Having just gotten back from BEA 2014 yesterday and leaving for SID Display Week (a screen tech conference) tomorrow, I thought I would take a few minutes and post a “what’s in my gear bag” type of post.
In addition to my laptop and rarely used iPad 2, my main reading devices at the moment are a Kobo Arc (2012) tablet and a Kindle Fire HD (2013). For reasons which I will explain at the end of the post, I am mainly reading on the Arc.
Kobo has a trio of tablets named the Arc, and the one I have was released in 2012. It was a mid-grade premium tablet when it launched, but now it can be had for $99 from Kobo and a few other retailers.
The Kobo Arc is a very adequate budget tablet which runs Android 4.1 a dual-core CPU with front-facing speakers (with audio enhancement),16GB or 32GB of internal storage, a 1.3MP camera, and wifi. It lacks a card slot, is running short of RAM (< 700MB), and doesn’t have Bluetooth, but it also has a high quality, high resolution 7″ screen (1280 x 800).
It comes preloaded with a lot of Kobo stuff, but once I replaced the execrable home screen I was able to ignore the other apps and simply use the Arc as a generic tablet.
I originally got the Arc at the prompting of a reader, who pointed out that it had good specs for a $99 tablet. (I was going to post a review, but then I noticed few people were really reading or commenting on the reviews so they stopped being worth my time.) This tablet is currently my leading choice for best value under $99, but that will likely change as new $99 tablets (in particular models with Atom CPUs) are launched.
Right now I have 4 reading apps on the Arc: Kobo, Kindle, Aldiko, and Baen. The Kobo app came with the tablet, and I added the Kindle app because a fair number of my ebooks are found in the Kindle Store (and I am too lazy/busy to load over the DRM-free copies found on my laptop).
The Aldiko app was added largely in response to the Baen reading app. That last app is Baen Books’s own branded app, and it lets their fans download purchases, follow podcasts, log in to the Baen’s Bar webforum, read ebooks, and so on.
Baen Books was perfectly positioned to release an app. They have a well established ebookstore with decent organization along the lines of author, publishers, series, and more, and much of the existing work went into the app. Baen Books also has an online version of their ebooks, and unfortunately those went into the app as well.
For reasons I won’t go into here, the reading experience in the Baen app is so disappointing that I switched to downloading Epub files and reading them in the Aldiko app. It’s extra work but I just can’t stomach Baen’s design.
Kindle Fire HD (2013)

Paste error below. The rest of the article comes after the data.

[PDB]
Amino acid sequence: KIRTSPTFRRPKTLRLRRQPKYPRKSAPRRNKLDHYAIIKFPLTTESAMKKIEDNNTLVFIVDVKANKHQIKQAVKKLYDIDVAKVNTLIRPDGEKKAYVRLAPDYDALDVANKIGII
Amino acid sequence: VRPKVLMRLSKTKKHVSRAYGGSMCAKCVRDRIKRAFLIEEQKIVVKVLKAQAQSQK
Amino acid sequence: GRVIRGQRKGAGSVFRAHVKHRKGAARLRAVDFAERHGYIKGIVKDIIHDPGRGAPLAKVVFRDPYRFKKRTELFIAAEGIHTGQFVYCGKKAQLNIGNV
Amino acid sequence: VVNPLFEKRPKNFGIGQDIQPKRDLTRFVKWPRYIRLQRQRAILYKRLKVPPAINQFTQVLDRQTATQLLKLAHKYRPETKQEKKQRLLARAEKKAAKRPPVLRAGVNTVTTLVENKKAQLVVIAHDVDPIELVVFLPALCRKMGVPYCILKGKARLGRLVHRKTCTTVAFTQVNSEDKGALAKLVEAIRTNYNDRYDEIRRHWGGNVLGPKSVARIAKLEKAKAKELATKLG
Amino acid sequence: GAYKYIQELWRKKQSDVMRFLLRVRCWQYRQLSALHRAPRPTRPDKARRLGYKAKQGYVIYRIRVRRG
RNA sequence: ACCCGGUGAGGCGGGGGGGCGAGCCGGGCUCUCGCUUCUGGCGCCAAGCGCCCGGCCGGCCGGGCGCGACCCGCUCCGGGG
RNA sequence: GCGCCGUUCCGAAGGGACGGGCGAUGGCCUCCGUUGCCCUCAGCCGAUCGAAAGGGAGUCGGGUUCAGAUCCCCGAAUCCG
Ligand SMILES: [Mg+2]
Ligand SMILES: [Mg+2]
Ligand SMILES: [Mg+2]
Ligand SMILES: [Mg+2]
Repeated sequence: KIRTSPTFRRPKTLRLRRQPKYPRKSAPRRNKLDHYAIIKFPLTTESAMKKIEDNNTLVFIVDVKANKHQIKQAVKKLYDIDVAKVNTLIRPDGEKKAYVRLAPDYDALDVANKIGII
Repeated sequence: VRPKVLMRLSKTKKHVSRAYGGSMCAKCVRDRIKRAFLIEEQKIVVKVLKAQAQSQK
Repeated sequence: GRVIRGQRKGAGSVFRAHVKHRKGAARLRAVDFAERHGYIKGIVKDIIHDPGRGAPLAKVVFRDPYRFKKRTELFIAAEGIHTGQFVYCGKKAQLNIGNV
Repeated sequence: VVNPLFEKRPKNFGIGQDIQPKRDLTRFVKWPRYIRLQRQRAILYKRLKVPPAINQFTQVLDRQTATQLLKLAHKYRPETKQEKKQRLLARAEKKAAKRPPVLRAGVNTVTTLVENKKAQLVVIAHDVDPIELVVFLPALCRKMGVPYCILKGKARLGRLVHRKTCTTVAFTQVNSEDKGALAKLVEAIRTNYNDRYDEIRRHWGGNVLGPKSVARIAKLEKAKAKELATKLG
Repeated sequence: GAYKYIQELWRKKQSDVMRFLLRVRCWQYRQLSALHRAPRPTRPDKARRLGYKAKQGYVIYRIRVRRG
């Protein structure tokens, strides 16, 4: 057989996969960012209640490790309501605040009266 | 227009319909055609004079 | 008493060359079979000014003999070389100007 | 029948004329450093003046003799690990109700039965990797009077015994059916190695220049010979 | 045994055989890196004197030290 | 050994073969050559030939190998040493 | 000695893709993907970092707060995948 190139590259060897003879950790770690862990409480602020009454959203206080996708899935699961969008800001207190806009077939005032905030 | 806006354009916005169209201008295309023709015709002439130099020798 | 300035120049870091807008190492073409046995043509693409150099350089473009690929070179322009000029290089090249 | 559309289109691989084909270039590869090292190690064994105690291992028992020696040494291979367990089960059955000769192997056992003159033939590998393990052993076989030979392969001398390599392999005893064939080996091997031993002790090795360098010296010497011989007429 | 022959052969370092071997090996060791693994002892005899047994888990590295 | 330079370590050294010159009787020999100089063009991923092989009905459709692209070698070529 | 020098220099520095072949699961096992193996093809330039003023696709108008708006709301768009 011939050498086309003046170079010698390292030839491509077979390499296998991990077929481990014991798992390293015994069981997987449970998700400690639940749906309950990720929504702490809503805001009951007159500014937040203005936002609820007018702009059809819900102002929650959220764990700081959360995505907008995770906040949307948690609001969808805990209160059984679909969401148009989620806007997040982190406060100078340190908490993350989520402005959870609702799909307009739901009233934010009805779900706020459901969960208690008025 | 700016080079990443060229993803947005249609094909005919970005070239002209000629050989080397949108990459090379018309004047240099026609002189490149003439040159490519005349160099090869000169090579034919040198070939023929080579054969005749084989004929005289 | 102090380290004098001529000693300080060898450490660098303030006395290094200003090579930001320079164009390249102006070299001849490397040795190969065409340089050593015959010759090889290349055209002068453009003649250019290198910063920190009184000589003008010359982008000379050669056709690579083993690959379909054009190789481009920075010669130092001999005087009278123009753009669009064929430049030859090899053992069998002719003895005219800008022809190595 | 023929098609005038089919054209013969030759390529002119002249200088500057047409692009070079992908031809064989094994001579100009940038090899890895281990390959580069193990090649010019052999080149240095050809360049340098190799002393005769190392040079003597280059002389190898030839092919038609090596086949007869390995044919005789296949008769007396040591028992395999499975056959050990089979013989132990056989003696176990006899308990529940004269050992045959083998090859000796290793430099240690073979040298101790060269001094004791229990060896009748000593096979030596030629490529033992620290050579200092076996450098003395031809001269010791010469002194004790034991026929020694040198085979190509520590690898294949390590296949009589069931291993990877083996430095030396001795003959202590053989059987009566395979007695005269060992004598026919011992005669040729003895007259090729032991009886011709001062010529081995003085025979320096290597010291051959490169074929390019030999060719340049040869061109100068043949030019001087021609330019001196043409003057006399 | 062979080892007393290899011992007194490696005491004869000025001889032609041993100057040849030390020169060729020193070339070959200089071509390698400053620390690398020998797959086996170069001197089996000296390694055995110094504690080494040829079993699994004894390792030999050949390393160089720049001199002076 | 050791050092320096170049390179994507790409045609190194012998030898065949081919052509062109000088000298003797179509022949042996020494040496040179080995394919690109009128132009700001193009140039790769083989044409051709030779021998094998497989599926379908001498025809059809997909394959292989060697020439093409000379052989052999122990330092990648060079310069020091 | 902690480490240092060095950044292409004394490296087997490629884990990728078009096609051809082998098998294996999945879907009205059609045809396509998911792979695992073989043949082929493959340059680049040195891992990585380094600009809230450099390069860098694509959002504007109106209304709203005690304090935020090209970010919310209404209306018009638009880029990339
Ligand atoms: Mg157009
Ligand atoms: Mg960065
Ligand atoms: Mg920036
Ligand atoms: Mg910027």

In 2013 Amazon launched a new budget tablet under the name Kindle Fire HD. It’s not the same device as the model released in 2012. it lacks a camera and HDMI port, and it is also running the newer version of Kindle Fire OS.
It might strike you as strange to pack long a generic tablet to use as a reading device instead of Amazons tablet, but I have good reason for that.
For one thing, I like to keep the KFHD as a media device, mostly because the Kindle Fire HD simply stinks at basic tasks like email, twitter, etc. Also, Android still can’t multi-task adequately, so it makes sense to have 2 tablets in use; the added battery life is also a plus.
But the primary reason the KFHD (2013) isn’t my main reading device is that it is incredibly unreliable. I first got one of these in March 2014, and as I sit here today I am about ready to file a warranty request with Amazon – for the second time. The tablet I bought in March died over the course of 6 weeks, and the replacement Amazon sent is showing many of the same symptoms. The battery mysteriously discharges, the tablet often won’t turn on, and the Wifi regularly forgets to stay connected.
I can’t explain how I managed to get two defective tablets in a row, but it is almost enough to turn me off of this tablet. But I am also addicted to the free streaming, so I keep gritting my teeth and putting up with the issues.
Yes, I know I could simply request another replacement, but I am not sure whether Amazon would give me another tablet. And frankly, the thought of setting up yet another tablet is simply not that appealing.
But once I am back from the trip I will revisit the replacement option. I frankly don’t have the time or energy right now.
So that’s what I am reading on; how about you?
Are you reading on a tablet, smartphone, or ereader? The comments are open.